On the way to the Ashram, almost midway on the Himalayan Expressway (Zirakpur to Parwanoo), there comes a big signboard indicating Pinjore/Yadavindra Gardens to the left. These gardens, built during Mughal period, had become my family’s private oasis during two years of Covid lockdown. Whenever the lockdown was relaxed and gardens opened, my family would get up early on weekend morning, pack up our picnic basket and be there by 7 am to enjoy the fresh air and absorb all the beauty for good 3-4 hours before people would start trickling in.

Welcome to Pinjore Gardens
Such well-manicured gardens with the view of Shivalik hills!
One of my favorite spots in the garden

If you have grown up around Chandigarh or visited as a tourist, this place is a must visit. So yesterday (March 5, 2022) when we were brainstorming where to go for our ‘Saturday escapade ritual’, my mum suggested Pinjore gardens because we wanted some nature therapy. On some other day I would have said no because of repeated visits, but I was surprisingly excited.

On our way, I asked my mother about something she had read regarding a temple in Pinjore where Pandavas had visited. She said, “We will see if we can find it.” However, I became inexplicably curious (also I am stubborn), so I told ma, “We are not going back home today without visiting this temple.”

So we reached Pinjore gardens. It is no doubt a beautiful and serene place and that is the reason we keep going back. But my mind was stuck on the temple. So we asked the guard about such a temple in vicinity. And lo and behold, the temple is in fact right next to Pinjore gardens !!!!! All this while we never paid attention to the signboard statingBheema Devi Temple Site Museum just below “Pinjore/Yadavinran Gardens”!!!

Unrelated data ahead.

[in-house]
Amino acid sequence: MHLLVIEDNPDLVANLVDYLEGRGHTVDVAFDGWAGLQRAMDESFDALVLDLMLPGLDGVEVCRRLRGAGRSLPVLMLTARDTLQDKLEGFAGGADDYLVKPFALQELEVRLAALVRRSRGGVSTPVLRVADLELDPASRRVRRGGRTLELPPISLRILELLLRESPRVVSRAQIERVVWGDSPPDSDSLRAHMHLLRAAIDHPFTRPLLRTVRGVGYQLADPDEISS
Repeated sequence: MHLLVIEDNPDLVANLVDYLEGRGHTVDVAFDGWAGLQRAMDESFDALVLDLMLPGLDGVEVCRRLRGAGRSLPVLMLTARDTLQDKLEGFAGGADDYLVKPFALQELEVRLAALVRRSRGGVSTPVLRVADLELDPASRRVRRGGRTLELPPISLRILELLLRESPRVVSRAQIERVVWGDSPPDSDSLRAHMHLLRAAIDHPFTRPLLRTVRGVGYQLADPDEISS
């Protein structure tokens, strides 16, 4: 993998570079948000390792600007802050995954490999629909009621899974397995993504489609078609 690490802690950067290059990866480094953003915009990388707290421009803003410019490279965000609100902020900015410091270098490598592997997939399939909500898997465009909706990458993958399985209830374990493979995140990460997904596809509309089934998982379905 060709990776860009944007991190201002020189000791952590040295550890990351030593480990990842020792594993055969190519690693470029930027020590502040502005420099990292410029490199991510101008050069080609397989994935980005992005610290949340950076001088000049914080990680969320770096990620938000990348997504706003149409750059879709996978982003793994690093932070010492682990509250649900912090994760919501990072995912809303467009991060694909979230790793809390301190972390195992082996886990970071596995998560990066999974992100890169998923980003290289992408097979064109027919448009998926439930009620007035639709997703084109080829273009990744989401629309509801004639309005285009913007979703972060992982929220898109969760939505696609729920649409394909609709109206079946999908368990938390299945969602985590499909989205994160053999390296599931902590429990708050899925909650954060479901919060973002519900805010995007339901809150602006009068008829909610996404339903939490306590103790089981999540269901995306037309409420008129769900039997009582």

What we already knew was that this town Pinjore, situated on the foothills of beautiful Shivalik hills,  is the origin site of prehistoric man (many fossils have been excavated in recent past), but it is more popular due to the fact that Pandavas are believed to have visited this place during their exile. But there was much more that we didn’t know.

Pandavas didn’t only visit, rather it is believed that they spent the entire last year of their exile (agyaatvaas/living incognito) in this town. Probably that is why the town was called ‘Panchpura’ in ancient times. During their stay they performed pooja and yajnas at the site where today the temple ruins remain. They also built 365 ponds all around the town, some of which still exist.

Entrance to the site of temple ruins, which has been converted into museum.
Another view of the site
Garden within the site which would have been all forest back during the time of Pandavas

During the reign of Gurjara Pratiharas, the temple ( ruins of which are scattered on the site today) was constructed between 8th and 11th century AD. It is built in the ‘panchayatan’ style of temple architecture and is nicknamed “Khajuraho of North” for its erotic sculptures. The temple is called the Bheema Devi temple who according to “Sri Durga Saptshati” is a form of Ma Durga and protector of the rishis and maharishis of the Himalayan region. However, till now no sculpture of Ma Durga has been found. From the ruins of sculptures found here, it becomes evident that the principle deity would have been Lord Shiva and so the four subsidiary deities would have been Lord Ganesha, Lord Kartikeya, Ma Parvati and Lord Bhairav.

As the Islamic invasions of Pinjore started with Nasiruddin Mahmud (Iltutmish’s grandson), so did wanton destruction of the ancient Hindu temple complexes, including the Bheema Devi temple. In the 17th century AD, Fidai Khan, Aurangzeb’s foster brother constructed the Pinjore Gardens partly with ruins of the destroyed Bheema Devi temple and other temples.

So the beauty of Pinjore gardens that we enjoy today is at the unimaginable cost of many divine temple complexes! Sometimes I am amazed at our ignorance of the history.